By the end of the third day, inmates have had three intense days of being prepped for an upcoming event. And we’ve all had plenty of singing, music, worship, prayer, and cookie eating (yay!).
So…what is this forgiveness ceremony?
Early on the third day, all inmates and volunteers are given a square of rice paper and a pencil and encouraged during the day to write down the name of a person or of several persons to whom, in their hearts, they now feel they should provide forgiveness. We are challenged to consider real forgiveness, not mere casual forgiveness—real forgiveness of the sort that for three days we volunteers have been attributing during our talks only to Jesus’ glory.
And these rice papers, with the names we write on them, are to be kept secret, until….the forgiveness ceremony.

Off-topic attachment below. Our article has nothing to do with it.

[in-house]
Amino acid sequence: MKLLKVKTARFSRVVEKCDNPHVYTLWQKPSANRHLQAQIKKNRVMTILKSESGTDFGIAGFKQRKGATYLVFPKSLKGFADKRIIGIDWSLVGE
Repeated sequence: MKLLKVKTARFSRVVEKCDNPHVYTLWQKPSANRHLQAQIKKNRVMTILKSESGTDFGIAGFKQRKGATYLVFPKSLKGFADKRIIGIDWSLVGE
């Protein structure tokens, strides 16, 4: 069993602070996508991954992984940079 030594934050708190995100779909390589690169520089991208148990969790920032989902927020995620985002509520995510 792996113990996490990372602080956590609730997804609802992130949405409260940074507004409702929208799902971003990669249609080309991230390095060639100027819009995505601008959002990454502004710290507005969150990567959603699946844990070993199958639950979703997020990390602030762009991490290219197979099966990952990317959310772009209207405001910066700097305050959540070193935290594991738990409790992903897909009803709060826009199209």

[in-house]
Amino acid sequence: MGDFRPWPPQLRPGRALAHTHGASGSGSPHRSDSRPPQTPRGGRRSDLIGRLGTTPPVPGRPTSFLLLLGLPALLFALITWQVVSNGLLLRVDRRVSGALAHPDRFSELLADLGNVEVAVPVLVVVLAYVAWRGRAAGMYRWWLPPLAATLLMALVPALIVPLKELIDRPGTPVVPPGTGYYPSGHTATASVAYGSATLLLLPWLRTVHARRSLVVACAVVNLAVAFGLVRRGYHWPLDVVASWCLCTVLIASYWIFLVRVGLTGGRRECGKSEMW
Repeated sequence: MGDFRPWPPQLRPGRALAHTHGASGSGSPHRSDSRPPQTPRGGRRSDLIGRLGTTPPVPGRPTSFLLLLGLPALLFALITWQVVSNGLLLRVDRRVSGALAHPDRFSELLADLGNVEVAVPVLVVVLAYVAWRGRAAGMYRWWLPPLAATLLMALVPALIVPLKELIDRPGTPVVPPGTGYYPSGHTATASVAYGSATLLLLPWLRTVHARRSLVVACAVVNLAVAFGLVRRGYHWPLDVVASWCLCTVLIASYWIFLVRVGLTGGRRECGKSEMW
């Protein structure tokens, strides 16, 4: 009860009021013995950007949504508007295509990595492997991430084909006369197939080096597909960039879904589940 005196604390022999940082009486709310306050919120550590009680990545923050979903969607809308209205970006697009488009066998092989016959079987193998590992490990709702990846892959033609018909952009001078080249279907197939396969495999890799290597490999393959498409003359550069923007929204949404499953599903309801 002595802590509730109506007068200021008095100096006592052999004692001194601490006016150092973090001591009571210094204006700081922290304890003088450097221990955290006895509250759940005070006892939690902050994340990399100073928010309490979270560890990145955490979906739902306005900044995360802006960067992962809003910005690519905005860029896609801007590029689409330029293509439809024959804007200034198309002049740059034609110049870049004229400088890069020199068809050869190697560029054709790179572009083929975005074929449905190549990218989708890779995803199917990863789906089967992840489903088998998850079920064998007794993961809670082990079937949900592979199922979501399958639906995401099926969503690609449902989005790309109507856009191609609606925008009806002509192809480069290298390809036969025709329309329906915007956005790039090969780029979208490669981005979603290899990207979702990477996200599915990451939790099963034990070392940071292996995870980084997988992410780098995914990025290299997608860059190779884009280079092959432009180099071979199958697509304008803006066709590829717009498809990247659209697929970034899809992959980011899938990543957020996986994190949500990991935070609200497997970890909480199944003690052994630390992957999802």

Since I’d received my paper, I had thought a good deal, and I had prayed some, too. I had put one single name on my rice paper. Sometimes I thought to erase it. But then I thought, no.
I thought, “I’m a spectator here, a helper only. This ceremony isn’t for me. It’s for them, the ones who are in figurative chains and behind actual bars. The ones here on the inside. Not for me. Should I even participate in this ceremony, whatever it is? Well, I suppose so, yes. After all, I did write a name on my paper.”